Attached is a spreadsheet with a revised population model. I have gone back to the Island model of population growth. But I have replaced 20% of the crew with Specialists. I have also prepared a modified form of my model generating tool to produce a scaled down version of the Iliad, one that is only 275 meters across.
While I still have to drop in extra housing to account for the baby boom, the population is much smaller, and the steady population of the Specialist smooths things out. While I had to essentially rewrite my ship design tool, the overall math for the vessel still works. Some design elements are radically different in the scaled down Iliad. The sky domes, for instance, are gone. Instead the largest deck in each sphere is now a double deck recreation area. Above each recreation area is now a housing block with a shopping-mall like opening between each promenade to give folks a sense of depth and volume. One housing block is replaced with a services/commerce block. That is where schools, medical care, and food services will be placed. As well as the general store, and a pub.
The three shift model for the population is also gone. The vessel will work on one clock, and whatever needs to run overnight will be automated. With any luck, everyone being on one shift will not require more than the occasional night call for the local doctor. And if it turns out they need a constant on-call doctor at night, they can always VAT up a specialist who is an ER physician and a natural night owl.
I have dedicated more interior volume to utilities for this smaller ship. Those volumes are concentrated closer to where the crew lives. With a smaller crew, it is essential that whoever is working can reach these areas faster, more often, and probably on foot.
Despite the 1000 person ship being a better design on paper, the 300 person ship has a lot more story telling potential. Think of that little (somewhat neurotic) engine that could.
Here's the Hollywood script writer pitch:
The original concept (when the project started) was tiny little cost effective ship. And over the course of R&D, they discovered all of the sorts of issues that drove me to design the bigger ship. They throw out the design for the smaller ship, and start working in earnest on how to recruit new colonists, as well as how to get them up to the ship to be built...
Long story short, the costs of launching people into space are higher than anticipated. Much, much higher. In fact, they can't even make the original 300 person crew concept work, and pay for the construction of the ship at the same time.
The project is looking like it's going to be scrapped when this clone technology enters onto the scene. It's little expensive, for certain, but it is less than the cost of the 80 people they can't afford to send up. It gets them over being short staffed. And it gets them over the long term issues of maintain skill sets. Still does not address the fact that everyone on board wears more hats than a manaquin head in a Haberdashery. But hey, some people really want to make a project happen.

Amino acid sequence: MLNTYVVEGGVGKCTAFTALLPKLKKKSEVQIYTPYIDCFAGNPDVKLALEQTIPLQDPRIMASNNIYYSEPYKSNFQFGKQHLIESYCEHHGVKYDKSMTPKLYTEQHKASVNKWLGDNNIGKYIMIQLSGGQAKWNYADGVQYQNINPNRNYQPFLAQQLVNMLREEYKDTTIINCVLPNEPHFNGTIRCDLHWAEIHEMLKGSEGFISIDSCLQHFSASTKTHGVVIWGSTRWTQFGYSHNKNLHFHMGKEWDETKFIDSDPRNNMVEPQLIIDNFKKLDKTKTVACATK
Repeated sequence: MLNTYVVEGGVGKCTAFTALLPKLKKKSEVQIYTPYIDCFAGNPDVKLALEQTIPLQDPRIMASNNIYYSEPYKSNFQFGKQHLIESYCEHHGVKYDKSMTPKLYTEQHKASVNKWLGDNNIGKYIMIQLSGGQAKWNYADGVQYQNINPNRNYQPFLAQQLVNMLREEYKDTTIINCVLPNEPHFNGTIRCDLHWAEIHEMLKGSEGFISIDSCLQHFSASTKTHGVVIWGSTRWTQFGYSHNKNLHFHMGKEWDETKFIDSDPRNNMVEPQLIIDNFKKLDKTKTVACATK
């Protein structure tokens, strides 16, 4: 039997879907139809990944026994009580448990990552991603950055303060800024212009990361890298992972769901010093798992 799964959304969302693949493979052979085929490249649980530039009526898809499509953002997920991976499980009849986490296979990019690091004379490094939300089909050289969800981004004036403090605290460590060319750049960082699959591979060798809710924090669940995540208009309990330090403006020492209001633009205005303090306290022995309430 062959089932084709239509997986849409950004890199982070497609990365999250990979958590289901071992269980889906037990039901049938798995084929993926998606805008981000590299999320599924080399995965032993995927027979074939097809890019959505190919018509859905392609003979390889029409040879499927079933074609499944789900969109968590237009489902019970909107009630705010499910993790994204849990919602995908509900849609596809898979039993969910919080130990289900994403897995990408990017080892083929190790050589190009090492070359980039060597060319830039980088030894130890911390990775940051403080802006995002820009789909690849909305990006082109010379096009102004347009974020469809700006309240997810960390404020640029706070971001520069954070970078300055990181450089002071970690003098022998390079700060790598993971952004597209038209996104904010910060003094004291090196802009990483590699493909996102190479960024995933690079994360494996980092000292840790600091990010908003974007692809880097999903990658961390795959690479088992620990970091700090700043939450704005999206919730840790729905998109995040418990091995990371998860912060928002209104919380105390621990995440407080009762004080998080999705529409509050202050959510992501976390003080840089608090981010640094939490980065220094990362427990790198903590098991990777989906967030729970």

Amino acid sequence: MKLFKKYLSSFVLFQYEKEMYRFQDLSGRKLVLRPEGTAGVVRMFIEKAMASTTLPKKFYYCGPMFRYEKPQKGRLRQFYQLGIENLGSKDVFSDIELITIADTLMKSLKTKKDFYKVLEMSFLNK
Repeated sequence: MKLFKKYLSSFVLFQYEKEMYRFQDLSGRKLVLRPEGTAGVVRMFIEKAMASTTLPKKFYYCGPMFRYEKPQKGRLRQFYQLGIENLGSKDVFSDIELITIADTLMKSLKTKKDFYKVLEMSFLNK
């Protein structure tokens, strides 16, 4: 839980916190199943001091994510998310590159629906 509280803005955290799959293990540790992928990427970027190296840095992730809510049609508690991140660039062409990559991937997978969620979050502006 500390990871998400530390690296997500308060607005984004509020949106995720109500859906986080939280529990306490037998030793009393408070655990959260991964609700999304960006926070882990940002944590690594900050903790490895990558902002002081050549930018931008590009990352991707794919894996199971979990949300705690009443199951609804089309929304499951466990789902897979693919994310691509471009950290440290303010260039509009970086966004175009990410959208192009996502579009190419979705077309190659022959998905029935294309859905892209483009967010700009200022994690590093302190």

Here are some deck layouts from the smaller 300 person Iliad:
The database for the smaller iliad is, as expected, much smaller:
|Number of Total Levels||212|
|Levels Per Sphere||33|
|Number of compartments in habitat||4146|
|Floor Area, All Spheres||2041518.734 m^2||3.4 Pentagon Buildings, or 403 Acres|
|Floor Area, Agricultural||1420482.888 m^2||2.4 Pentagon Buildings|
|Single-Bedroom Housing Units||240|
|Multi-Bedroom Housing Units||60|
|Total Vehicle Mass||1.84E+10 kg||17.27 Nimitz Carriers|
|Dry Vehicle Mass||8.808E+09 kg||8.3 Nimitz Carriers|
Of course the nice thing about haveing all of my structure in a database is the ability to call up these stats with an Sql query:
sqlite> select count(deckid) from deck; 212 sqlite> select count(deckid) from deck where prefix='A'; 33 sqlite> select sum(area) from compt_polygons where comptid in (select comptid from compartment where usage='A'); 1420482.888 sqlite> select count(comptid) from compartment where usage='H'; 60 sqlite> select count(comptid) from compartment where usage='H2'; 240 sqlite> select sum(area) from compt_polygons where deckid in (select deckid from deck where prefix in ('A','B','C','D','E','F')); 2041518.73999999 sqlite> select count(plateid) from plate; 82790 sqlite> select count(comptid) from compartment where prefix in ('A','B','C','D','E','F') and usage not like 'P'; 4146
Something interesting to note: at 2,041,518 square meters this ship's habitat is the equivilent square footage of 3 1/2 Pentagon Buildings. Even a "small" version of the Gilgamesh class, is flipping huge.
The turmoil of the Iliad's design process is going to be reflected in the story. I'm not sure quite how, yet, but I can see portions of the design like the propulsion system being way over engineered. At the same time, other parts of the design are practically improvised. (And continually re-worked where possible, or at the very least, complained about incessantly.)